- Infectious disease clauses – this dispute centred on whether or not Covid-19 had to have occurred within the immediate ‘vicinity’, or on the actual premises of a business in order for a claim to be valid; and whether or not the effects of that specific incidence of Covid-19 should form the only basis on which losses could be calculated. In other words, are insurers liable for losses accruing from Covid-19 as a pandemic, or only those losses stemming from the specific localised incidence of the disease?
The Supreme Court broadly agreed with the decision of the High Court but reached it by a different set of arguments. The judges ruled that the infectious disease clauses cover only the relevant effects of COVID-19 that occur within the defined vicinity, but that the clauses trigger where there was government action taken in response to cases of the disease and that all cases of COVID-19 are of equal weight in contributing to the Government’s action. Therefore insureds need to show that there was at least one case of COVID-19 within the geographical area covered by the clause prior to the government action.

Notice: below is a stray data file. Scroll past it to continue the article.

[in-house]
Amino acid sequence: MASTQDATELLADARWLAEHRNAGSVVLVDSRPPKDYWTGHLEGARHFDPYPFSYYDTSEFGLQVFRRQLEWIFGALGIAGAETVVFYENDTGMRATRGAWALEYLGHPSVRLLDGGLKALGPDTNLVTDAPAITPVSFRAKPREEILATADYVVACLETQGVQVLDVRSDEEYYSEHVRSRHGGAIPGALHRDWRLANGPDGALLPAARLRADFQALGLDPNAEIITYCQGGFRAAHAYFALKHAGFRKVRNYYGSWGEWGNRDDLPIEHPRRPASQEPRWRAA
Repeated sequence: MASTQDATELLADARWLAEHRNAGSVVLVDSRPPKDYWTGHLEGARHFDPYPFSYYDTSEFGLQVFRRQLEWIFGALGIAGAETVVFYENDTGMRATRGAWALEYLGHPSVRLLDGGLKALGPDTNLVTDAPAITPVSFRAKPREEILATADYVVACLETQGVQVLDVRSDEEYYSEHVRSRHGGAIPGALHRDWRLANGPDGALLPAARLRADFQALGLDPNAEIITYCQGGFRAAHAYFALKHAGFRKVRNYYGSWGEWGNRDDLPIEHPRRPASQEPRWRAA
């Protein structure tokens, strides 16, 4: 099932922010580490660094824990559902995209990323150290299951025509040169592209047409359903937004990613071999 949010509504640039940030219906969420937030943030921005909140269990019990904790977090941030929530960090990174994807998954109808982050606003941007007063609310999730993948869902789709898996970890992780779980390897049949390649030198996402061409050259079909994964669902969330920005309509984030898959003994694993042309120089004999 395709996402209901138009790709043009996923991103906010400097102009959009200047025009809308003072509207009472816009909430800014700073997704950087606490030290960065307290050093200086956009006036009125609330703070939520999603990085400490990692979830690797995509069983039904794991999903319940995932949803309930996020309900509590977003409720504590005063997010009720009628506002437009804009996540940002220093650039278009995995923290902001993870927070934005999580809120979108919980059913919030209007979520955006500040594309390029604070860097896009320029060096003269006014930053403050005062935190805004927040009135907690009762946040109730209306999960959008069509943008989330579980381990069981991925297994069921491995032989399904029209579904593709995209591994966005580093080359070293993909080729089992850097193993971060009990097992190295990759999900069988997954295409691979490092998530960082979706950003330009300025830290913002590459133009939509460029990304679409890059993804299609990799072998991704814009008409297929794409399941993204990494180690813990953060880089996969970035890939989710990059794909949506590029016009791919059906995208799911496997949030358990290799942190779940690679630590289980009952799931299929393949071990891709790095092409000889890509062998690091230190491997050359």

The consequence of this argument is that the Supreme Court disagreed with the High Court that two of the QBE disease wordings were not triggered, and found that all the directly tested disease wordings would trigger as long as there was a case of COVID-19 within the defined radius prior to the government action.